You didn't explain how you would determine which player is most able to make shots toward the end of shot clocks. You seem to be indicate that it's determined by non-objective criteria. But when putting together determinations, numbers usually work better than anything else. That's why the entire science of statistical analysis exists. This system also combines many other factors.

  • JRM Salt Lake City, UT
    July 9, 2014 1:48 p.m.

    The spurs did build their team on lottery picks, both David Robinson and Tim Duncan were picked no. 1. That's what got their winning ways going.

  • Brio Alpine, UT
    July 9, 2014 1:17 p.m.

    It would extremely interesting to put together a team using this guy's objective-based system and see the actual results.
    The premise of his predictions makes a lot of sense. And it could very well carry over into the real world of basketball. But until an actual team is put together based on this system, we won't know for sure.

    It's doubtful any system is perfect. But this one seems to make a lot of sense. It's hard to argue with it.

  • cowboy99 South Jordan, UT
    July 9, 2014 1:14 p.m.

    I can appreciate that Carmelo Anthony is a little overrated but this guy's logic is pretty out of wack. There is no way that you could honestly say there are 48 other free agents you would rather have over Anthony.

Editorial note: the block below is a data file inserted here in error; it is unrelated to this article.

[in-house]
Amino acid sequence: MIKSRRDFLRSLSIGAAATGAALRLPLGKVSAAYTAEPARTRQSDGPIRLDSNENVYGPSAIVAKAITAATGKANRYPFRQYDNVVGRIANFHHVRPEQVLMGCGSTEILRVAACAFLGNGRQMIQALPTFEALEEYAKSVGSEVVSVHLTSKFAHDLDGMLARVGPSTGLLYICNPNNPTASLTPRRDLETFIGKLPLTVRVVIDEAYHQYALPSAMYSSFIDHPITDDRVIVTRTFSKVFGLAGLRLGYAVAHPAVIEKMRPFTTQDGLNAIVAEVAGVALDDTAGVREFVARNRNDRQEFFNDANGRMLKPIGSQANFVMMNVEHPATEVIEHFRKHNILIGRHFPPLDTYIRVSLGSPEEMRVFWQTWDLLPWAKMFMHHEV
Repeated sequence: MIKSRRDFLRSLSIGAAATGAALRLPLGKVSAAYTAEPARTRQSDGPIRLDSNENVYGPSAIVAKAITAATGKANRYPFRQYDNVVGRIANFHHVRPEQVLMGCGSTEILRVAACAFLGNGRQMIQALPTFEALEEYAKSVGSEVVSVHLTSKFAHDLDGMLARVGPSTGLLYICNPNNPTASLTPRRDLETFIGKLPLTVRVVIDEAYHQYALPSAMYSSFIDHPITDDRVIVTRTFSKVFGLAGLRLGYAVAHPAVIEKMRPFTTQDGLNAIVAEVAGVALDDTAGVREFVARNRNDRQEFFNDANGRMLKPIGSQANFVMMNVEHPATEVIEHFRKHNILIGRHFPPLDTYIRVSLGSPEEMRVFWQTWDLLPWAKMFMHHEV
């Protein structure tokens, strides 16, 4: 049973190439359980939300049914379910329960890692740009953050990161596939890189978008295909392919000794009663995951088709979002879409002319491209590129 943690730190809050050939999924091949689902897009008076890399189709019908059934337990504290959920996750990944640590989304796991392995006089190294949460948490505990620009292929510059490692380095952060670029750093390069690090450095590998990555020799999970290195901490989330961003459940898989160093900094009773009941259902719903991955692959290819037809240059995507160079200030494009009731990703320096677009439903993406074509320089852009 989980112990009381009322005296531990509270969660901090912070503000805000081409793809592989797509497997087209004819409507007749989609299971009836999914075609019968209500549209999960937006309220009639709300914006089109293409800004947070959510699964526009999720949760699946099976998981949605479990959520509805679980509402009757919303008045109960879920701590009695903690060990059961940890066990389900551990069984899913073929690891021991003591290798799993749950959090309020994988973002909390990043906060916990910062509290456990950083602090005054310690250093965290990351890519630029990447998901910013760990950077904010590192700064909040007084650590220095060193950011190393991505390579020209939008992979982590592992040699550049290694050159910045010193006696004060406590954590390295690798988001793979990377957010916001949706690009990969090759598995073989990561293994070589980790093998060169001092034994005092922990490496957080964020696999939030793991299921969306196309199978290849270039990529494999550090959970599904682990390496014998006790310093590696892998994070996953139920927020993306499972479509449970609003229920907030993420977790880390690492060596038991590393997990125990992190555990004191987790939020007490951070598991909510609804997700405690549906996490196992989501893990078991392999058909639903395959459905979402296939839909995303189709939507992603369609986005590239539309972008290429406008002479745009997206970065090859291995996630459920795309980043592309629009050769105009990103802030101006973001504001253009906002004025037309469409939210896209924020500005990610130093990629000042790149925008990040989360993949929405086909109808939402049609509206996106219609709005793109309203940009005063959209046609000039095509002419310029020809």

This logic seriously discounts ability. Just because Chris Anderson has a good field goal percentage from his extremely cautious shot selection doesn't mean I want to give him the ball when I need a bucket.

    There's a 24 sec shot clock so careful shot selection only goes so far. Eventually someone has to take that shot and I want it to be the person who is most ABLE to do it.

    The Jazz essentially already tried this guy's logic this past year by promoting Hayward to our number 1 option. With a careful shot selection, he had very good shooting percentages the previous year but when he was made the man and had to take more shots those percentages dropped off big time becuase he lacks ability.

  • crowhawk south Jordan, UT
    July 9, 2014 1:04 p.m.

    Please have someone from the Jazz management read this and pay attention. They are about to make a really bad mistake with Hayward. A 63 million dollar bad mistake.

  • Brave Sir Robin San Diego, CA
    July 9, 2014 10:35 a.m.

    "And those unconfirmed reports of Gordon Hayward being offered a max deal by the Cavaliers? If true, that’s just nonsensical."

    Almost right...turns out it was Charlotte. And the only thing more nonsensical than that is that the Jazz - who could easily walk away - are going to match it.

  • oldcougar Orem, UT
    July 9, 2014 8:00 a.m.

    Now that makes sense!

  • Million Bluffdale, UT
    July 9, 2014 6:02 a.m.

    It is always good to see another perspective that is well thought out and not just a shoot-from-the-hip commentary we get so much of.

  • CJ Miles Dallas, TX
    July 9, 2014 12:09 a.m.

    This might be the best article written in a long time. I totally agree that Hayward, Bosh and Anthony are all way over-rated. I think the Jazz brass should go after players who can help them win and have some time in the league to prove their worth. Hayward has not proven his worth at all with his poor shooting.